In previous blogs, we have discussed stem cell therapy for non-standard indications, or what we call “compassionate use” cases.  These are cases where there is limited data to show that stem cell therapy is effective however what results we do have, may look promising.  Examples include kidney disease, canine back pain, as well as several other diseases/conditions for which stem cells may be beneficial.  One such indication is Immune Mediated Polyarthritis, or IMPA for short. 

While IMPA is a form of arthritis, it is not the typical osteoarthritis that stem cells are used for regularly.  Rather than being caused by a malformed joint, wear and tear or trauma, IMPA is caused by the patient’s own immune system.  It is important to note that polyarthritis can be caused by an infection in the patient’s body.  Distinguishing between an infection and IMPA is imperative because treatment options are very different.  In this blog, we will discuss stem cell therapy for the treatment of IMPA.

In patients with IMPA, the immune system creates an inflammatory response and inappropriately sends white blood cells to the joints.  This in turn causes inflammation, pain, swelling, and difficulty waking.  The reason it is called “Polyarthritis” is because many of the joints may be affected in patients with IMPA.  While this condition is more common in dogs, it can affect cats as well.  IMPA is similar to Rheumatoid arthritis in humans.

Immune mediated diseases can be some of the most challenging cases for veterinarians to treat.  There are few therapeutic options when it comes to regulating an aberrant immune system.  Common treatment options include immunosuppression, often with steroids.  As most of you know, steroid use comes with several negative side effects and is not ideal for long-term use in dogs and cats.

So how may VetStem Cell Therapy help?  Well, we know that stem cells play a key role in not only managing pain but also in down-regulating inflammation.  Perhaps most importantly for these cases, stem cells have demonstrated immunomodulatory characteristics and the ability to help balance a patient’s immune system.  The study of stem cells for immune mediated diseases in both animals and humans is ongoing.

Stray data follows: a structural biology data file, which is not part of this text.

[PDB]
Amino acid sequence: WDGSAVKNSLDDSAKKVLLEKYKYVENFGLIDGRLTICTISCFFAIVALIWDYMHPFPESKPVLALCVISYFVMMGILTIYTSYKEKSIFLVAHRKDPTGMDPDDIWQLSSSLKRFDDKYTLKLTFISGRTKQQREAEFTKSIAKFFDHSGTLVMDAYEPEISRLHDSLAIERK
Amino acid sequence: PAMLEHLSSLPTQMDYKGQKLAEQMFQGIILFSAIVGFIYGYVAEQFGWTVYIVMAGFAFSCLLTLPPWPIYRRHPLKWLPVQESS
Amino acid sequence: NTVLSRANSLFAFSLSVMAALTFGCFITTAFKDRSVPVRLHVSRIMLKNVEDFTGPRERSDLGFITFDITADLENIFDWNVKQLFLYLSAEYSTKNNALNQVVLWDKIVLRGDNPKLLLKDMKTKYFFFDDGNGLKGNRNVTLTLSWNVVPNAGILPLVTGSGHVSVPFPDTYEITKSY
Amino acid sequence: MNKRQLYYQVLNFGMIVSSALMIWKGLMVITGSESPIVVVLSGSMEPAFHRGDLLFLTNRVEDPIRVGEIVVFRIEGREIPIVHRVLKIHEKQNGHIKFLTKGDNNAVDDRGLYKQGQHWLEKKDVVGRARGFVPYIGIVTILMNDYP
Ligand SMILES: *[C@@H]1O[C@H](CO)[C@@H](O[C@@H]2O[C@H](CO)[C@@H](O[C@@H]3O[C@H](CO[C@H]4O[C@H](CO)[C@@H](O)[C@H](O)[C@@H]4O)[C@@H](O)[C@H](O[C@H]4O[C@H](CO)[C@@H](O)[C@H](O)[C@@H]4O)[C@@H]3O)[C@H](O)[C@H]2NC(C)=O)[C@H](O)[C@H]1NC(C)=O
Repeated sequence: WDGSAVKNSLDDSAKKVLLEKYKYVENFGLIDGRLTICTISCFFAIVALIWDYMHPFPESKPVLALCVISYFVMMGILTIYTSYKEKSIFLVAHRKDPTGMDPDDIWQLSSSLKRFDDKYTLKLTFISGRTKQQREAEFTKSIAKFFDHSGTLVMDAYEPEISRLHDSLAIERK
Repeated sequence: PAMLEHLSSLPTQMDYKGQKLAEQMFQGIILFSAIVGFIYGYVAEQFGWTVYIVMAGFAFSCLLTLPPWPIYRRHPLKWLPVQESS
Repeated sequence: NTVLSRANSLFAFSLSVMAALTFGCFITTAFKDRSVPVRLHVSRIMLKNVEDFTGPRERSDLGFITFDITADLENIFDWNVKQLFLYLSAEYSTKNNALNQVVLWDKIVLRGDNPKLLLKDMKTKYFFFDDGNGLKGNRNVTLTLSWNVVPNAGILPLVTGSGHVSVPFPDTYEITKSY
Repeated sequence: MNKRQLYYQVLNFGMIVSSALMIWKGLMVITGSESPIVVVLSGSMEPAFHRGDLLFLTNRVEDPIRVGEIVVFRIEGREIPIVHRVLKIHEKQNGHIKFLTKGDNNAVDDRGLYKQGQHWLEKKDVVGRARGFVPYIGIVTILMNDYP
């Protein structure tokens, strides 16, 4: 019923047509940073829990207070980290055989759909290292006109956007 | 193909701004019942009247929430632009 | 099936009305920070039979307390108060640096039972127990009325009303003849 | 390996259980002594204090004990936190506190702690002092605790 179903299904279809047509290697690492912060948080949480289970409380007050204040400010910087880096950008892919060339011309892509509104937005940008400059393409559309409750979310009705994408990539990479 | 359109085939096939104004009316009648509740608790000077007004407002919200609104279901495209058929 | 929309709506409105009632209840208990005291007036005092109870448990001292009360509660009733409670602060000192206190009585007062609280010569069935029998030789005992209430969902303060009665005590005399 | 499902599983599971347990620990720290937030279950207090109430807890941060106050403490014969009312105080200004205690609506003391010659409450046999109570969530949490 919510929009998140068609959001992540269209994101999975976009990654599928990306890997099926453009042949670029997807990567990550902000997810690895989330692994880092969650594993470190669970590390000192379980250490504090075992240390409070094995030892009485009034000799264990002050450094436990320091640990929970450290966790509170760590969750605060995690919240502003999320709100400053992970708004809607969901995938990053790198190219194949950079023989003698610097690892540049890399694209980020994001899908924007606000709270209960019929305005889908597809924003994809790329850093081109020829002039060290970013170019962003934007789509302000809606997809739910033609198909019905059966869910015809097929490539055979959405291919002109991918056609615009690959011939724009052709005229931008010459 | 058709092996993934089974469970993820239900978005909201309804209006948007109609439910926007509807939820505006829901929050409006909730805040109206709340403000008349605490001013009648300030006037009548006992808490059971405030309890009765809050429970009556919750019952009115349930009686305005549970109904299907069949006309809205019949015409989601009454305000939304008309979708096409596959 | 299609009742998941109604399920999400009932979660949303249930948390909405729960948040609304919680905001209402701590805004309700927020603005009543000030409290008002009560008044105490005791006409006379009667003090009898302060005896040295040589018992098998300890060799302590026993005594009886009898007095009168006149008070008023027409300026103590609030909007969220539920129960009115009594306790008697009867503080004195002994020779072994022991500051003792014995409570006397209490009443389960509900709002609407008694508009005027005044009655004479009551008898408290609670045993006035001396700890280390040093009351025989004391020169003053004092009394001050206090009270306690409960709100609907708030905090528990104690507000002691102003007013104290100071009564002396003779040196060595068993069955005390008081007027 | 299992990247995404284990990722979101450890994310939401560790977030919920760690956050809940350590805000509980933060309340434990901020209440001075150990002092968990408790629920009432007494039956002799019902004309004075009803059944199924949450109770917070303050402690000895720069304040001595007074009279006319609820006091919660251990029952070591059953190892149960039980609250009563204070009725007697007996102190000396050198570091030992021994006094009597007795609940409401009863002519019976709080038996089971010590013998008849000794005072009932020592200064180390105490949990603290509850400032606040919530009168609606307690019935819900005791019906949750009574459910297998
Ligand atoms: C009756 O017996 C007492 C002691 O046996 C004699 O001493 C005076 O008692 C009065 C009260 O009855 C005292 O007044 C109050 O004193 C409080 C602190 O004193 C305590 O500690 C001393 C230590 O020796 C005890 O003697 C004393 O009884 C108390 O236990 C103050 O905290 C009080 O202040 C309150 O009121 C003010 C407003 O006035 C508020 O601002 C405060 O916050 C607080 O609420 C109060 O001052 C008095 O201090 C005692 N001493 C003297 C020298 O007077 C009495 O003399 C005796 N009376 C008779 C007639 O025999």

IMPA is not the only immune mediated disease being treated with stem cells, however.  Veterinarians have utilized VetStem Cell Therapy to treat an array of immune mediated diseases, and we continue to gather data and monitor patient outcomes.  Some additional examples of immune mediated diseases that veterinarians are treating with VetStem Cell Therapy include canine dry eye, inflammatory bowel disease in dogs and cats, as well as feline chronic gingivostomatitis.

If your dog or cat is suffering from IMPA or another immune mediated disease, speak to your veterinarian about the possibility of treatment with VetStem Cell Therapy.  Or you can contact us to receive a list of VetStem providers in your area.

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Aug 9, 2019

More News from VetStem’s Human Stem Cell Company

Posted by Bob under Human Stem Cells

As we shared in a recent blog, VetStem launched a human stem cell company known as Personalized Stem Cells, Inc (PSC) in late 2018.  PSC was founded to advance and legitimize human regenerative medicine through FDA approved clinical trials.  As such, it was announced in June that PSC submitted their first FDA-IND (“Investigational New Drug”) application for the treatment of osteoarthritis, with the first clinical trial to be for patients with OA in the knee.

In less than one year since the company’s formation, PSC recently announced that their application was approved for conducting clinical trials for the treatment of osteoarthritis using stem cells.  The fast approval was in large part due to VetStem’s extensive experience and data from stem cell therapy in the veterinary field.

This is the first of several planned INDs that PSC will seek FDA approval for.  Similar to the VetStem model, they plan to start with orthopedic conditions and eventually expand to include other medical conditions.  Like VetStem, PSC will follow strict quality control and safety protocols.